Met officer faces misconduct probe after rape allegations

A metropolitan police officer accused of raping two female colleagues faces a misconduct hearing three years after the alleged crimes.

The nameless officer, who reportedly had abusive relationships with both women, has not been charged or suspended and has continued to work in a reduced capacity for the UK’s largest police force following an investigation by the BBC with the Bureau of Investigative Journalism.

Last year, the government-run Criminal Injury Compensation Bureau (CICA) awarded both women substantial sums of money after police evidence concluded that each person had been sexually and physically abused.

The off-duty alleged crimes were reported to Essex Police in 2017. She said she had conducted a lengthy investigation, but admitted that there was “room for improvement in the management of this investigation”.

The force added that “no realistic prospect of prosecution” was given after submitting its file to the Crown Prosecution Service (CPS) in 2019.

A statement from Essex Police said: “As a result, the suspect was advised for both investigations that he would not face any further action.

“In this case, there were no immediate security concerns as the allegations were not recent and there was no contact between suspects and victims.”

But one of the women given the pseudonym Holly to protect her anonymity told the BBC it was a “really bad investigation” with bad evidence, and she claimed the Essex police “didn’t even have all of my allegations picked up “. .

Scotland Yard said its professional standards body was overseeing the criminal investigation and then “found the officer was responsible for a case of gross misconduct in late February 2021”.

Siobhan Crawford, an attorney who works with sexual abuse survivors, suggested that it took city police “far too long” to take “positive steps” in relation to the allegations.

She told the PA News Agency that the case could “raise alarm bells about how domestic abuse survivors are treated in the first place,” and suggested that this could discourage other women from coming forward.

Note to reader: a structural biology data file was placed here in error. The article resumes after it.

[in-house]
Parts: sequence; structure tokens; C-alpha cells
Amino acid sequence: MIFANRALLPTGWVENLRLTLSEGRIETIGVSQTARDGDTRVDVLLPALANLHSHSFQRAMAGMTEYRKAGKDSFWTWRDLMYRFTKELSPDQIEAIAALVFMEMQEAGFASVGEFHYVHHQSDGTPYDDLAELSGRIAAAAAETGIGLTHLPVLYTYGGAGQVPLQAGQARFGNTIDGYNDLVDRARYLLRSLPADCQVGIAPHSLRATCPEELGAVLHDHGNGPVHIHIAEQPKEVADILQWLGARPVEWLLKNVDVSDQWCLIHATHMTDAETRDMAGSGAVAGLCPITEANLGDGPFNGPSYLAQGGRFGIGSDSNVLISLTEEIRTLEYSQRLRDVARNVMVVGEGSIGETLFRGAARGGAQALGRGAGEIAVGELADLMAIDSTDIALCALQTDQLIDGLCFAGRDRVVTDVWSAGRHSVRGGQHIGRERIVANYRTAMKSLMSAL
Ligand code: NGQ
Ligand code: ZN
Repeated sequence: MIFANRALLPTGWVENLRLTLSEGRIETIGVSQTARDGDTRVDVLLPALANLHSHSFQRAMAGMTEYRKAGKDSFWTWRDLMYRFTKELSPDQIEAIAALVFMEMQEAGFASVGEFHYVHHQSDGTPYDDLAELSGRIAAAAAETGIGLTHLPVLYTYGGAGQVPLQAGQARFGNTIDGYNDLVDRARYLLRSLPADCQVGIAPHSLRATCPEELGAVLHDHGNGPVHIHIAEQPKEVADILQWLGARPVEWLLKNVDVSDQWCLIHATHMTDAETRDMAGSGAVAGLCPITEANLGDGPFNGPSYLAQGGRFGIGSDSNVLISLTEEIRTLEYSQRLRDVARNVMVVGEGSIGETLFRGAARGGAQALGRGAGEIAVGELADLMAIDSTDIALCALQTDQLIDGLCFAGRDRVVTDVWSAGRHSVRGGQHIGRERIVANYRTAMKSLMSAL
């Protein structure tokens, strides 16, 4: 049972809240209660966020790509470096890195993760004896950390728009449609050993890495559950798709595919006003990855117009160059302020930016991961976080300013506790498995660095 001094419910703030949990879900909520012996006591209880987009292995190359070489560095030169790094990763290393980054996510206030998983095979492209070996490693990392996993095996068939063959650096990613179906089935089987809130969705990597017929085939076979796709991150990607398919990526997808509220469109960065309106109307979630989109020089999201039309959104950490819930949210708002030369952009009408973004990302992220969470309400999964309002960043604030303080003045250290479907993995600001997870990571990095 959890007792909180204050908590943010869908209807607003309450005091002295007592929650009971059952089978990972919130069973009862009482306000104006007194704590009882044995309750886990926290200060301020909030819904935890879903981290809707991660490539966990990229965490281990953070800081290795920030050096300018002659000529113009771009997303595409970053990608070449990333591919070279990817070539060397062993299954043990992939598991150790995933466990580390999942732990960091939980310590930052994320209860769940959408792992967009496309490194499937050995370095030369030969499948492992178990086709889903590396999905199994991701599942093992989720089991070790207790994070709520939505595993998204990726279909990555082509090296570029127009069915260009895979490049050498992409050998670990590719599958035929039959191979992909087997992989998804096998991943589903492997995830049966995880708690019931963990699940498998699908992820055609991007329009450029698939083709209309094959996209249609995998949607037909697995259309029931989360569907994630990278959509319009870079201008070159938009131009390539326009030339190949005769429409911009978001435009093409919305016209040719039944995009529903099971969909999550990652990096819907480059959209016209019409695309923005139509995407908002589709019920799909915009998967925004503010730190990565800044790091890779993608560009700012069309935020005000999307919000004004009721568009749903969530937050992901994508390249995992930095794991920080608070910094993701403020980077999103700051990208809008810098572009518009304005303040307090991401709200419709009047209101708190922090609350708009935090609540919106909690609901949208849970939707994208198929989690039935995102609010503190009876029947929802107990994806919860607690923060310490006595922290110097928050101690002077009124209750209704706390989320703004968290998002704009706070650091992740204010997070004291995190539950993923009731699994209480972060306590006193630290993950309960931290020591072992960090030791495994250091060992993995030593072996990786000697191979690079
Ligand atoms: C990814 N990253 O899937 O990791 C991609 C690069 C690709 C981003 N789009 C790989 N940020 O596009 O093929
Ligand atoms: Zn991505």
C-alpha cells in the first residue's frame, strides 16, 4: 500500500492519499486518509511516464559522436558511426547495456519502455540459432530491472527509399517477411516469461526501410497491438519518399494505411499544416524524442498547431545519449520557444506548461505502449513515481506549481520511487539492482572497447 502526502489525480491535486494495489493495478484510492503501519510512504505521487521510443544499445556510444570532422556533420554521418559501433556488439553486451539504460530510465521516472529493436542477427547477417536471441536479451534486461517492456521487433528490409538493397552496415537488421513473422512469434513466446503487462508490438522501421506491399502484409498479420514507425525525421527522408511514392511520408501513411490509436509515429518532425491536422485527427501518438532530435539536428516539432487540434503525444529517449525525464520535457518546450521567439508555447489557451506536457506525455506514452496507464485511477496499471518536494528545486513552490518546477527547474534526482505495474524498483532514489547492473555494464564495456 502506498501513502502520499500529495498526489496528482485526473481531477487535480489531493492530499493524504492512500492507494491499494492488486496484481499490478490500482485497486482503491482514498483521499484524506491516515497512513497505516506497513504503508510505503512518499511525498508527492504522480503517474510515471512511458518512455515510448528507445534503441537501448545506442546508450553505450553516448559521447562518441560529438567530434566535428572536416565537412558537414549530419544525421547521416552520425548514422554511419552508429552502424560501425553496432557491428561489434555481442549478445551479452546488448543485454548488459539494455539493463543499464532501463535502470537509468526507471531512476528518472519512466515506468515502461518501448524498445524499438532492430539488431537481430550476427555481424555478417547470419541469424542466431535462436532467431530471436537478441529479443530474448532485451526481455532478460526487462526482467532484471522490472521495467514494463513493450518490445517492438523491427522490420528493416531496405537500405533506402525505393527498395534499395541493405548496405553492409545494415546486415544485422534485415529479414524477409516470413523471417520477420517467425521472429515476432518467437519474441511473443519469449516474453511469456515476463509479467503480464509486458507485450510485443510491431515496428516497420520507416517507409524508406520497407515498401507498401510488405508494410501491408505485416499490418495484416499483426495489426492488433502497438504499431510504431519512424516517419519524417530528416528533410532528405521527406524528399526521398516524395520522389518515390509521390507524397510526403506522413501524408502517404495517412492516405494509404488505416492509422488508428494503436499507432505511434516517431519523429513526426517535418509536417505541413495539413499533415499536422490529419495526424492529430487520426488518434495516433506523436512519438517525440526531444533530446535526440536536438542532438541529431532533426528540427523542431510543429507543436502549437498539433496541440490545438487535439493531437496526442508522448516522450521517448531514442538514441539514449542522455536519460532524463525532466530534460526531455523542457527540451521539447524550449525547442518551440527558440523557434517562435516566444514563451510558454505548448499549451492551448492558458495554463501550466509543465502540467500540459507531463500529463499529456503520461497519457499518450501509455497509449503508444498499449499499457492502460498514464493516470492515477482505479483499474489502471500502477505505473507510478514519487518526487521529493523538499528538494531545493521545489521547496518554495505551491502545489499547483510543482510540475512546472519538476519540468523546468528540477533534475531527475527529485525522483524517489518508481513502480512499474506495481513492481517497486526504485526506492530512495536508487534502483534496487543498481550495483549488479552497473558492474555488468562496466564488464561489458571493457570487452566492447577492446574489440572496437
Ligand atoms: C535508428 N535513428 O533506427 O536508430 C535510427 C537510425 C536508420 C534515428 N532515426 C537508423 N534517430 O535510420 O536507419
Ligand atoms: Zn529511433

Ms. Crawford said, “These women are cops too, they know what a good, proper investigation looks like and they knew they were disappointed and they could bring it up.

“Police sexual assault survivors are unlikely to come forward because they fear not being believed. I think this case shows that it simply takes the police a long time to investigate.”

A Metropolitan Police statement said a date for the misconduct hearing has not yet been set but will be “expedited as soon as possible.”

It stated: “In accordance with normal procedure, it was not appropriate to pursue malpractice matters until all criminal cases were resolved so that all available information could be fully taken into account.

“The Metropolitan Police Service takes all domestic abuse allegations very seriously and rightly believes that a hearing should take into account the full circumstances of this case.”

Holly was awarded £ 17,100 in compensation from the CICA last year stating “police evidence suggests you were a victim of sexual abuse”.

Meanwhile, the other woman, identified only by the false name Kate, received £ 11,600 in compensation. The CICA said she was raped and subjected to “severe physical abuse”.

Outlining the allegations, Holly told the BBC she was in “incredible pain” after being thrown against a sofa and breaking her ribs. Kate said she was “beaten up in my car” while it was parked in the police station.

The official, given the pseudonym David in the investigation, has reportedly not played a public role since the allegations in 2017, but has never been suspended.

The CICA decides on cases based on a standard of evidence known as the “balance of probabilities”. This means that their decision is based on the claims officers’ view, which is more likely than not to have happened.

The CPS, which decides whether there is enough evidence to indict and bring someone to justice, examines claims to the higher criminal standard “beyond doubt”.


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